umm what did happen? Only good news please I have to say I am fed up with 'doom and gloom' - probably because it is getting towards the end of what has been a very challenging year.
    PropertyTalk Blog - property articles

    BusinessBlogs - the best business articles are found here



  7. #7
    Join Date
    Oct 2008
    Location
    Auckland/Melbourne/ whereever the money is
    Posts
    1,380

    Default

    Quote Originally Posted by donna View Post
    Geez it makes you wonder about everything you read if reporting on actual events can be that shoddy and inaccurate!

    Cheers,

    Donna
    I'm surprised you are surprised !
    Reporters are often lazy, manipulative & put their own spin on things to fit in with the crowd mentality or to create a "more interesting story".
    (some might even go so far as to say they write what the big boys want the public to believe, not what is actually happening,.... but I wouldn't be one of those)

    That's why I put more credence in the informed discussions about the articles on some of these blog sites, than I do in the articles themselves.
    That belief is strengthened when I see comments like those above from those I consider experienced enough to know what actually happened.

    Long live blogging !

  8. #8

    Default

    Quote Originally Posted by ream View Post
    Yes and what is this meant to mean:

    'Federation president Martin Evans said investors were impressed by news the Westpac and ANZ banks had taken up a multibillion-dollar Reserve Bank offer to purchase residential mortgage-backed securities if the banks ran short of money.'

    Why were investors impressed????
    I second that. Why is that "impressive"?

    Someone enthusiastically told me about John Key's suggestion for a scheme that offering support payments and loans to people who lose their jobs. It will help people get back into the workforce and be aimed at middle-income earners who have mortgage commitments but no savings.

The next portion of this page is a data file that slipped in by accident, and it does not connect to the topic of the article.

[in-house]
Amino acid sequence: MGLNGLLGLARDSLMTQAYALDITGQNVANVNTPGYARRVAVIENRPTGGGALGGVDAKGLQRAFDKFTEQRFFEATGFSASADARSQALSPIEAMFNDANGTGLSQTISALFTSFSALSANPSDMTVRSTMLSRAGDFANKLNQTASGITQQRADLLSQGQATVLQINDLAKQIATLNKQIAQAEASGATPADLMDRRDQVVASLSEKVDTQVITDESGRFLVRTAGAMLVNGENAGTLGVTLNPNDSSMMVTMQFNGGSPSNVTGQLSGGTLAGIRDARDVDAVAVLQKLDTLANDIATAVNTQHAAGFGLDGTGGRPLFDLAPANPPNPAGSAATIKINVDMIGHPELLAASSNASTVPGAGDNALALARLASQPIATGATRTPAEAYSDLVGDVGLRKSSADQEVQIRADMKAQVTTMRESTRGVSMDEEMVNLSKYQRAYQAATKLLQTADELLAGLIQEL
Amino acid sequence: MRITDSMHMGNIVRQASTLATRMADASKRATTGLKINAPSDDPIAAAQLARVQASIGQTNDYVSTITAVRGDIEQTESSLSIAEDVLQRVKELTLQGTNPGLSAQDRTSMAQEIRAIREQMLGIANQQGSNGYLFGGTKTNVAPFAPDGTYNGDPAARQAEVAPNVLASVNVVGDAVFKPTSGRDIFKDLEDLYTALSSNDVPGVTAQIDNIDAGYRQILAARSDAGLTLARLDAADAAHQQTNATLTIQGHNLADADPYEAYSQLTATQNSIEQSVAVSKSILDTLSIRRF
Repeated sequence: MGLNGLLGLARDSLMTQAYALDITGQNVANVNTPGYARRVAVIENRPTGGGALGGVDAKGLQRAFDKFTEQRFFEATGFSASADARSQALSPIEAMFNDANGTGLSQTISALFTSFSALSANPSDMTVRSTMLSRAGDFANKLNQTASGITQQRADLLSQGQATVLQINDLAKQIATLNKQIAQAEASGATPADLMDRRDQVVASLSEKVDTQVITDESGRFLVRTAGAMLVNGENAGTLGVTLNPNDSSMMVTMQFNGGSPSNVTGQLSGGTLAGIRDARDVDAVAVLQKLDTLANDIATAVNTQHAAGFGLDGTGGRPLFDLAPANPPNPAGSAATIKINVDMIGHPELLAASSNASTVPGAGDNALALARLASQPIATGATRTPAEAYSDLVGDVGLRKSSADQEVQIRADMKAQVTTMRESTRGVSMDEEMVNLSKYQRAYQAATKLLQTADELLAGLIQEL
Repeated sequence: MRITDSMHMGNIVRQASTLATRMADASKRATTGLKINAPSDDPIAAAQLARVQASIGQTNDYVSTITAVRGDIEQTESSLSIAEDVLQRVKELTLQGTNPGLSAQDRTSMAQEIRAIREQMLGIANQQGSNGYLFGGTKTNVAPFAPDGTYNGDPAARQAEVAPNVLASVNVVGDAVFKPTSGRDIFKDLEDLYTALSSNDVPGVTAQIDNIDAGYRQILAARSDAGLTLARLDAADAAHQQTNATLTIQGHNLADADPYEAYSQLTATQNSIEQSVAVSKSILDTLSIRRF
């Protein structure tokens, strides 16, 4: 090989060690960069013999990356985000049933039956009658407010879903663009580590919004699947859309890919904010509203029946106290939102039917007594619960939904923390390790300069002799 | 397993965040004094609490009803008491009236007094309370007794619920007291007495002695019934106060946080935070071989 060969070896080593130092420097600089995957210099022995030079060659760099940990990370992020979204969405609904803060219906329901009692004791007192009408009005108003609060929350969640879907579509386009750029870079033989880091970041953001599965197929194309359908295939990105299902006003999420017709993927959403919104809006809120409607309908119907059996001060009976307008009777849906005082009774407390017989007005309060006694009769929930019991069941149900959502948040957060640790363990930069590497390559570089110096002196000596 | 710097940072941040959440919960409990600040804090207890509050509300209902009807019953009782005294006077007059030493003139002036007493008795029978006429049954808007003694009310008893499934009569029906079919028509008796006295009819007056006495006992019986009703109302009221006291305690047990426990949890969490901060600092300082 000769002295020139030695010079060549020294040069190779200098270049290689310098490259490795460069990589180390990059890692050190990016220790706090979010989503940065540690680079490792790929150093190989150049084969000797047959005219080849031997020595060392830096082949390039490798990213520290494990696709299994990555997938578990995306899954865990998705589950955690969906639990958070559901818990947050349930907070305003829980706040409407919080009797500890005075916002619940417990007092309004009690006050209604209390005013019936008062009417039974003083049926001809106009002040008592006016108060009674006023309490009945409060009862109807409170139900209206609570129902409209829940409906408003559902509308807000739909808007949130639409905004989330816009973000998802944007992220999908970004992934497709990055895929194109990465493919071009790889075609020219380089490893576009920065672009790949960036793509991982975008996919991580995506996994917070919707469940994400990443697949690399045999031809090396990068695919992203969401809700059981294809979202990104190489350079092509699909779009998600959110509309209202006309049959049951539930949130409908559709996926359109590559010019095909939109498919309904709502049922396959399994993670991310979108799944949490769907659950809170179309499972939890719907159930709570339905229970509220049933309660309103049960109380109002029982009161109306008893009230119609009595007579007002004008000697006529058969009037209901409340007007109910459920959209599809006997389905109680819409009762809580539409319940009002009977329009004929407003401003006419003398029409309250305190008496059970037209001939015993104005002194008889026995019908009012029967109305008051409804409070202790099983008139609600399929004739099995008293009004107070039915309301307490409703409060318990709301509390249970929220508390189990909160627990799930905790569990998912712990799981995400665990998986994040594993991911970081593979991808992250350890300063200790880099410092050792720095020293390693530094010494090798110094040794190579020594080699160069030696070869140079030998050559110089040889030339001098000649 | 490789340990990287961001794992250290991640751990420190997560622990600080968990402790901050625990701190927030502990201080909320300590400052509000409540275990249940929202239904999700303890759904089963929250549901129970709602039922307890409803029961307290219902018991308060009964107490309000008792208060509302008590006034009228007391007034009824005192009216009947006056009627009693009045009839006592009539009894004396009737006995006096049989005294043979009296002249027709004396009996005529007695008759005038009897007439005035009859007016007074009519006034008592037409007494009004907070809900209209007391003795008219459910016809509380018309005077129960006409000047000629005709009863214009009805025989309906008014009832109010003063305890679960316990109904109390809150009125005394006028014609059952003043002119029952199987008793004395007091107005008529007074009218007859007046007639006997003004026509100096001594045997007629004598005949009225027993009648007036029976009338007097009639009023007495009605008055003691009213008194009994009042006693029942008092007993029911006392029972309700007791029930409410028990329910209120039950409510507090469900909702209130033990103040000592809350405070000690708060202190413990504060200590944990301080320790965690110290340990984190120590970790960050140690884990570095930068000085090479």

Isn't this getting a little absurd? The Nats want to bail out those who probably shouldn't have a mortgage in the first place, while those who are renting or own their home have to pick up the tax bill.

    By this time next year, it looks like the vast majority of NZers will be eligible for some kind of welfare.

    I'm glad I'm not paying for it.

  9. #9
    Join Date
    Sep 2003
    Location
    High up above and deep down under
    Posts
    10,915

    Default

    Tanmedia said:
    By this time next year, it looks like the vast majority of NZers will be eligible for some kind of welfare.
    But they already are now.
    "There's one way to find out if a man is honest-ask him. If he says 'yes,' you know he is a crook." Groucho Marx

  10. #10

    Default

    Quote Originally Posted by muppet View Post
    Tanmedia said:


    But they already are now.
    I guess you're right. Pretty amazing that they're thinking about subsidizing mortgagees because they're incapable of providing for themselves.


 

Thread Information

Users Browsing this Thread

There are currently 1 users browsing this thread. (0 members and 1 guests)

Similar Threads

  1. Replies: 2
    Last Post: 01-11-2009, 03:44 PM
  2. Consumers fear credit, job loss likely
    By Marc in forum Regions News (Oz)
    Replies: 0
    Last Post: 20-03-2009, 02:04 PM
  3. Replies: 0
    Last Post: 23-02-2009, 08:34 AM
  4. 2008 - the year of the 'credit crunch' - video - must watch
    By donna in forum Finance, legal and tax (NZ)
    Replies: 1
    Last Post: 19-12-2008, 07:26 PM
  5. Foreclosures turning credit crunch into boom for some
    By BusyLizzy in forum Property Investment (USA)
    Replies: 2
    Last Post: 18-11-2008, 09:27 PM
  6. Developer cashes up as credit crunch bites
    By essence in forum Regions News (NZ)
    Replies: 0
    Last Post: 12-10-2008, 08:44 AM
  7. Credit crunch fallout not over yet - Buffett
    By 67910241 in forum World in General
    Replies: 1
    Last Post: 20-05-2008, 04:46 PM
  8. Beat the Credit Crunch
    By Heg in forum Forum Funnies
    Replies: 2
    Last Post: 02-04-2008, 04:53 PM
  9. Families facing credit crunch
    By muppet in forum Property Investment (Oz)
    Replies: 0
    Last Post: 01-01-2008, 08:14 AM

Posting Permissions

  • You may not post new threads
  • You may not post replies
  • You may not post attachments
  • You may not edit your posts
  •